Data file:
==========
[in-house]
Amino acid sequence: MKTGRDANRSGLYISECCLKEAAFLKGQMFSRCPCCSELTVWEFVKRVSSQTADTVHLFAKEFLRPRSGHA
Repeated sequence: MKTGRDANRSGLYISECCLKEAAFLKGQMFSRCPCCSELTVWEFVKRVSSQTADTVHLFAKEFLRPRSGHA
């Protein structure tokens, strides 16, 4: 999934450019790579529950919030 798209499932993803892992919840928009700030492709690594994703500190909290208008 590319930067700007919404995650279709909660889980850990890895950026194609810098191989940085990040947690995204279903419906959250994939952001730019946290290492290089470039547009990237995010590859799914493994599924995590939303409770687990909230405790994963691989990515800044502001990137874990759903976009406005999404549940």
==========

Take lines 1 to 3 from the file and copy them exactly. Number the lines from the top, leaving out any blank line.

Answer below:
[in-house]
Amino acid sequence: MKTGRDANRSGLYISECCLKEAAFLKGQMFSRCPCCSELTVWEFVKRVSSQTADTVHLFAKEFLRPRSGHA
Repeated sequence: MKTGRDANRSGLYISECCLKEAAFLKGQMFSRCPCCSELTVWEFVKRVSSQTADTVHLFAKEFLRPRSGHA